When Mr. McAuliffe says, and I quote, “I do find it worth it to note that this would be an ideal place to slot Blightsteel Colossus or Ulamog the Infinite Gyre but my playgroup frowns on both poison and…well Ulamog”, I’m thinking to myself “I am probably the slowest deck in the match! I'd better use Ulamog and Kozilek, and hope to God that I can play them both in the same turn!"

4) I wanted more of an early game

I feel that Rakdos decks have a built-in tension to them. You need a certain number of small, cheap effects that can be used to bring out Rakdos. Short-term, one-shot, splashy spells aren’t as cool as persistent, similar effects.

For example, the original deck packed a trio of one-shot, pay-life-to-draw-cards sorceries: Sign in Blood, Night’s Whisper, and Ambition’s Cost. Wouldn’t it be preferable, and more in-line with what Rakdos is best at, to use creatures that effect card draw? Erebos, God of the Dead; Seizan, Perverter of Truth; and Baleful force are all over there in the corner making goo-goo eyes hoping they’d be noticed.

Also, if you are hoping to bring out Rakdos on turn 4 without acceleration, you’d better have stuff that you can play on turn 3 that will let you do that. Sorceries that do damage to your opponents have to be cast in the same turn you want to cast Rakdos. So dropping a Sizzle for 2R, in the hopes of casting Rakdos for BBRR, is something you may only get to do on turn 7. Why not just cast Onyx Goblet for 2B on turn 3, and then ping an opponent for 1 and then cast Rakdos on turn 4? Yeah, that's why this deck needs Bitterblossom something fierce.

5) It could probably use more mana acceleration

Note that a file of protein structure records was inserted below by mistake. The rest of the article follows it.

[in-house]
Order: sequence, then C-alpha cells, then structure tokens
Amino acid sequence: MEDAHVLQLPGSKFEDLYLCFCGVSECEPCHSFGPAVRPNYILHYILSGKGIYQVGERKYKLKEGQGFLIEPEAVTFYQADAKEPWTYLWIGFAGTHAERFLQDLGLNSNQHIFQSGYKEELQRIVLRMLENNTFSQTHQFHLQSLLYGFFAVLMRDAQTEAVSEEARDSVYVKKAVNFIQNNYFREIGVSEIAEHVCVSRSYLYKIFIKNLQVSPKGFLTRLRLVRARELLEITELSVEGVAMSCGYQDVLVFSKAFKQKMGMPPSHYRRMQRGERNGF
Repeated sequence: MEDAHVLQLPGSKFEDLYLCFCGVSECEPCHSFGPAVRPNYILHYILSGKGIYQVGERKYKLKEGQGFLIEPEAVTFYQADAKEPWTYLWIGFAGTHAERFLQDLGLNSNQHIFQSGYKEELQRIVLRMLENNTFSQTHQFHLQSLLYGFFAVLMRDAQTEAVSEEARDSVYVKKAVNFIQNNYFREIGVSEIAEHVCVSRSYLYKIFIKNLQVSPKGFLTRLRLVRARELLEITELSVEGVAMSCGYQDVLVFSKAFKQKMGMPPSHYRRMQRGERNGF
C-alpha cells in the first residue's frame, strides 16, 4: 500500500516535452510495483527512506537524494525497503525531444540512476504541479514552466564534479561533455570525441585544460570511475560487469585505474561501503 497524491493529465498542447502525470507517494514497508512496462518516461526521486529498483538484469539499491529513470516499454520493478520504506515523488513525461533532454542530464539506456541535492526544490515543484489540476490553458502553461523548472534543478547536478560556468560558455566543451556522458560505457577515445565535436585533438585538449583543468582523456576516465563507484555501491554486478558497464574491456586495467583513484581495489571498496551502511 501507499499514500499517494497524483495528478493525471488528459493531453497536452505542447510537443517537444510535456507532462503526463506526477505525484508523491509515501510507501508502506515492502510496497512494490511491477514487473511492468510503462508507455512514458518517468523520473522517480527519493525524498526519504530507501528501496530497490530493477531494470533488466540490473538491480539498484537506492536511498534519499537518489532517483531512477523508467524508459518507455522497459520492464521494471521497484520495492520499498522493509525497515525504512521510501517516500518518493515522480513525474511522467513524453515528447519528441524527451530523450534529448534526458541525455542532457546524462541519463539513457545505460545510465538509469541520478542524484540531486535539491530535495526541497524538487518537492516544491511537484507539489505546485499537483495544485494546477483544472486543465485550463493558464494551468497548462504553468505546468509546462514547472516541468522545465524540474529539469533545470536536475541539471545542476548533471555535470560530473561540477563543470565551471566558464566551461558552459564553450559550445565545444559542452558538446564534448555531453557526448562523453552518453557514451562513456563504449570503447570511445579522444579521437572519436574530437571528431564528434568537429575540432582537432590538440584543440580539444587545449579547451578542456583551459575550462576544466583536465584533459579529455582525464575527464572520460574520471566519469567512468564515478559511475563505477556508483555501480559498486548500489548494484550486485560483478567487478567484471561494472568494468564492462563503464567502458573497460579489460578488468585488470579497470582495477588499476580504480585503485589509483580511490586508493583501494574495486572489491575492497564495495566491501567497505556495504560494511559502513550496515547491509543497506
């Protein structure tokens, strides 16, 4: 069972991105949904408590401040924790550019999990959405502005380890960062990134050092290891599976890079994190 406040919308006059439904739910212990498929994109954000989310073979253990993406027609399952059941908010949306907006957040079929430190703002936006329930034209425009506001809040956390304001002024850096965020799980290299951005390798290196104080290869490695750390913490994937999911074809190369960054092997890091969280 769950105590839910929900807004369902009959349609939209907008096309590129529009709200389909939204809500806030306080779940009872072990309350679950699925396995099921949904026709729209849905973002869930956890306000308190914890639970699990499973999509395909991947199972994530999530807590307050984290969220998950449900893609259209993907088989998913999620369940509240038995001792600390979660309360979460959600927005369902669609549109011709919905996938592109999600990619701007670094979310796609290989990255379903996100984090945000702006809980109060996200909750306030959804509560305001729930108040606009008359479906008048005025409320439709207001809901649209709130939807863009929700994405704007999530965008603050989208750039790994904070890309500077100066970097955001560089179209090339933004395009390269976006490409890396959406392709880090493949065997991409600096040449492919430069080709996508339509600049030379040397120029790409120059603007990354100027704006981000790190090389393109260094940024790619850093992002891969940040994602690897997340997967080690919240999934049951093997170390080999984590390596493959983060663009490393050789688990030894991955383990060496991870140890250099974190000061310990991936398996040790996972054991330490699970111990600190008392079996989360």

I've toyed with adding in the "super ramp suite" of Sol Ring, Mana Crypt, Mana Vault, Gilded Lotus, and Thran Dynamo. I haven't done this yet. I can't figure out what I would cut in order to make room. This deck could probably use it to great effect, what with the huge number of fatties it employs. I just feel like Rakdos would rather have me use cards that actually DO damage, so that he can come out and ramp into big creatures, rather than just ramping right away.

6) It was a fairly inexpensive deck to put together, and that just isn't right

Mr. McAuliffe said that there was “a bit of sticker shock on this one”. Because most of the Dear Azami articles are deck tune-ups, rather than entirely new decks, this deck inevitably costs more than what he normally suggests.

Building this deck, using whatever cards you can get a hold of and, yes, maybe even splashing out for a Badlands, should be a lot cheaper than building a competitive Standard deck, and certainly is cheaper than building a competitive Modern deck.

The problem is that I quickly fell in love with this deck, and fell in love with it hard. I //seek out// multiplayer EDH games, so that I have an excuse to use it instead of my Grimgrin deck. When you love something this much, you should prove your love by making it extravagant. I feel compelled to refer back to the episode of Walking the Planes I talked about before.

I quickly resolved to foil the thing out.

And, by God, I did it. It helped that I was selling off my Warhammer 40k stuff at the same time, so I could easily convert one addiction into another. It took a while to find everything. There are some cards that are pretty tricky to find in foil.

Even then, not every card in the deck is foil, mind you—there are cards that aren’t available in foil, like ones from Commander sets or from sets that predate premium cards. Maybe they’ll get Judge foils at some point. I pray that they'll get Judge foils at some point. And I really should get a black-bordered Badlands to replace the Revised one I'm currently using. (FBB Italian Revised is in the front-running, because "Malaterra" just sounds so great.)

Anyway, this is the Red Deck Wins of EDH, in my eyes. You either completely fail and can’t put anything together, or everything comes together and you get to do something ridiculous. It’s the RDW way! There is a visceral joy to casting a ridiculous creature for free, even if you end up dying as a result of being the prime threat.